Bollywood’s Role in the Oppression of Kashmir

A shot from Kashmir Ki Kali (1964) vs. an image from Kashmir in 2019. Danish Siddiqui / Reuters

Bollywood’s Role in the Oppression of Kashmir

Bollywood is glitzy and glamorous, the all-encompassing pinnacle of the South Asian experience. Many of us have grown up watching Bollywood, some of us learning Hindi in addition to our native Bangla. But, beyond the fame and fortune, lies the grim reality of an industry that has aided in the subjugation and oppression of Kashmir for more than 50 years. 

Indian cinema’s love affair with Kashmir dates back to the ’50s and ‘60s when the region quickly became a prime filming location following India’s independence. Kashmir’s natural rural beauty, from lush green hills to picturesque snowy peaks, was the perfect romantic backdrop. A sharp contrast from urban Indian cities, Kashmir was seen as ‘paradise’, ‘pastoral’ and ‘pure.’ 

“Movies like Kashmir ki Kali” (1964), “Jab Jab Phool Khile” (1965), “Roti! (1974), “Kabhi Kabhie” (1976), “Noorie” (1979) and “Silsila” (1981) were all set and shot in the hills and valleys of Kashmir. Filmmakers took full advantage of the untouched beauty of the region, painting an idyllic image that left a lasting impression on the minds of Indian viewers. 

What was often lacking from these films, however, were Kashmiris themselves. Kashmir was only seen and utilized as a film set, with the stories of everyday Kashmiris majorly absent from Bollywood movies. And when they were on screen, they were depicted as simplistic, naive and in need of Indian modernity,” according to Hafsa Kanjwal, an assistant professor of South Asian History at Lafayette College. “[Kashmiri] Muslimness is either erased completely or it’s seen as being something that can’t exist peacefully with Indian secularism or Indian Hinduism.” 

Most of the time, the main heroes on the screen were Indian men who had escaped from the city and found themselves a chaste innocent Kashmiri bride. This notion persists today it appears. Far-right leaders and supporters alike publicly celebrated and shared their desires to marry gori or “fair-skinned,” Kashmiri girls when Article 370 was scrapped in 2019, revoking Kashmir’s special status. 

The fetishistic othering of Kashmiri women, added Kanjwal, is intentional. Similar to the European fascination of the Oriental and how East Asian women were often seen as exotic, the “Indian cultural apparatus has attempted to create this image of Kashmiri women … [as a] part of the colonization and settler colonization” of Kashmir.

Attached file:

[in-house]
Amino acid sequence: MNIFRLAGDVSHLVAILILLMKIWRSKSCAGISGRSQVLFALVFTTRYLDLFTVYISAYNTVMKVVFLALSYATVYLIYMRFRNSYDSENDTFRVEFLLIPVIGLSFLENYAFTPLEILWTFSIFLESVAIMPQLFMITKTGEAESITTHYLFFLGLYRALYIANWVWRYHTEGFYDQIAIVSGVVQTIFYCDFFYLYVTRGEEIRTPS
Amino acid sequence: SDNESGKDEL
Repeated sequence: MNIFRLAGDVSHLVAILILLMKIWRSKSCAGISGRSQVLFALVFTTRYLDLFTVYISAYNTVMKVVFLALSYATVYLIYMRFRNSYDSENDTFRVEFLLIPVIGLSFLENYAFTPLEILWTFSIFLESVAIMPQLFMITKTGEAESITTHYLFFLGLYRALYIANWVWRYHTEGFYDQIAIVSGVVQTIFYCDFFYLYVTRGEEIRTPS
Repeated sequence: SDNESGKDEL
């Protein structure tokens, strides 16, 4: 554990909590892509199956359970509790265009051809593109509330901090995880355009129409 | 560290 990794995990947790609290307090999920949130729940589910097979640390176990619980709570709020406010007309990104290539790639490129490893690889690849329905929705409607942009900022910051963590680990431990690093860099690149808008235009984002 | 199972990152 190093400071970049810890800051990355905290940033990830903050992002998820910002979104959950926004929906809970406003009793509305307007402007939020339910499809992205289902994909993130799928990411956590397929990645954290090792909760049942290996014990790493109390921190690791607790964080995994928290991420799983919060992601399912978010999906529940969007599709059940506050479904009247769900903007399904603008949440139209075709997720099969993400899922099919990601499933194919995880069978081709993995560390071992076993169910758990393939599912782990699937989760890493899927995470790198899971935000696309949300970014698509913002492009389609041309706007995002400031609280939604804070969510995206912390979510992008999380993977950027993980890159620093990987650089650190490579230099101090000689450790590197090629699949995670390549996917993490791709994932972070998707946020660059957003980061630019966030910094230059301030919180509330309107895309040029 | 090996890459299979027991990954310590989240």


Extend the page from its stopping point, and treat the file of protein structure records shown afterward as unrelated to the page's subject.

By contrast, Kashmiri men have been dehumanized as barbarians and terrorists by many in India and Bollywood has helped bolster that image as well. Until the rise of insurgency and separatist movements in the early 90’s, Bollywood had avoided any political narratives when it came to the Muslim majority region. Suddenly, they decided to take on a new approach: Kashmiris, who had never played a major role in plotlines of earlier films, were suddenly cast in front of the camera as antagonists. 

In movies like  ‘Roja’ and ‘Dil Se’, the Indian hero returns, but that time, he wasn’t just looking for a village wife; he was also a patriot of his country, defending it and the poor Kashmiri women from extremists.   

The reality of Kashmir is that its population lives under heavy militarization and a lack of public freedoms. Kashmiri politicians, journalists and activists live under house arrest, at best. Indian security forces occupy the region, arresting, torturing and killing Kashmiris with impunity. Communications are regularly disrupted, especially since the unprecedented lockdown that followed the revoking of the Article 370 in 2019, that completely cut all communications between Kashmir and the outside worlds. Evidence of mass human graves has also been found by Human Rights Watch, a result of forced disappearances and extrajudicial killings. 

Wen the UN released a 49-page report about deteriorating conditions and human rights abuses in Kashmir, it cited both India and Pakistan to blame. At the suggestion of an investigation into issues in Kashmir, India rejected the step, claiming that the report was false and violated India’s sovereignty. Pakistan, for its part at least, welcomed an investigation.  

In recent years, India’s PM Modi invited Indian filmmakers to return to Kashmir, promising security and amenities. This may be an attempt to further establish an Indian presence in the region. 

Assistant Professor Kanjawal said, “The idea is to strengthen, uphold and reclaim India’s territorial cultural-historical claims on Kashmir. All of this new filmmaking, before it was taking place in the context of colonial occupation. Now, it’s also taking place in the context of settler colonization.” 

The Indian Mother Theresa said, “Only humanity will lead us to unity, and unity will lead us to peace.” 

The Bengali Rabindranath Tagore said, “You cannot cross the sea merely by standing and staring at the water.” 

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